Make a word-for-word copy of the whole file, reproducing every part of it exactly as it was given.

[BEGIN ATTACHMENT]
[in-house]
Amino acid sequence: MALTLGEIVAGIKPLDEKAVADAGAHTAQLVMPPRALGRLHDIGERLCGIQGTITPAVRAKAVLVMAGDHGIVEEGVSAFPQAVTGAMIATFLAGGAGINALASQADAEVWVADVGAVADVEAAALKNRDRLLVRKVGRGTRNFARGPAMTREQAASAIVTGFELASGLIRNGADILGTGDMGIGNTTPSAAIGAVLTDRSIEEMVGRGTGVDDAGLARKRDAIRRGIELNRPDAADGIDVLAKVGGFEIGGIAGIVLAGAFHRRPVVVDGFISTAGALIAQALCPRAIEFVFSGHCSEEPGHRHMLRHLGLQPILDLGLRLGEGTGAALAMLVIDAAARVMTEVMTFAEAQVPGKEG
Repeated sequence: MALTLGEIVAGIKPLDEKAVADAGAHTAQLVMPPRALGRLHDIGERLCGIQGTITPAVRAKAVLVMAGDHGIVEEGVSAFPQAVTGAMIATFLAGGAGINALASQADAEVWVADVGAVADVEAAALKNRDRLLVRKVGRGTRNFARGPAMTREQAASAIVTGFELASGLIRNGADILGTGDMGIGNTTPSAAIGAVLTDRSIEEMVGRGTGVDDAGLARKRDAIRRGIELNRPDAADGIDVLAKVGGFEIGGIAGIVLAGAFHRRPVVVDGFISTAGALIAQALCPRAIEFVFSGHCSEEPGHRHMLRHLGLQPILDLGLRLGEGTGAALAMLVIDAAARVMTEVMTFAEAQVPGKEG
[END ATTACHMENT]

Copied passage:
[in-house]
Amino acid sequence: MALTLGEIVAGIKPLDEKAVADAGAHTAQLVMPPRALGRLHDIGERLCGIQGTITPAVRAKAVLVMAGDHGIVEEGVSAFPQAVTGAMIATFLAGGAGINALASQADAEVWVADVGAVADVEAAALKNRDRLLVRKVGRGTRNFARGPAMTREQAASAIVTGFELASGLIRNGADILGTGDMGIGNTTPSAAIGAVLTDRSIEEMVGRGTGVDDAGLARKRDAIRRGIELNRPDAADGIDVLAKVGGFEIGGIAGIVLAGAFHRRPVVVDGFISTAGALIAQALCPRAIEFVFSGHCSEEPGHRHMLRHLGLQPILDLGLRLGEGTGAALAMLVIDAAARVMTEVMTFAEAQVPGKEG
Repeated sequence: MALTLGEIVAGIKPLDEKAVADAGAHTAQLVMPPRALGRLHDIGERLCGIQGTITPAVRAKAVLVMAGDHGIVEEGVSAFPQAVTGAMIATFLAGGAGINALASQADAEVWVADVGAVADVEAAALKNRDRLLVRKVGRGTRNFARGPAMTREQAASAIVTGFELASGLIRNGADILGTGDMGIGNTTPSAAIGAVLTDRSIEEMVGRGTGVDDAGLARKRDAIRRGIELNRPDAADGIDVLAKVGGFEIGGIAGIVLAGAFHRRPVVVDGFISTAGALIAQALCPRAIEFVFSGHCSEEPGHRHMLRHLGLQPILDLGLRLGEGTGAALAMLVIDAAARVMTEVMTFAEAQVPGKEG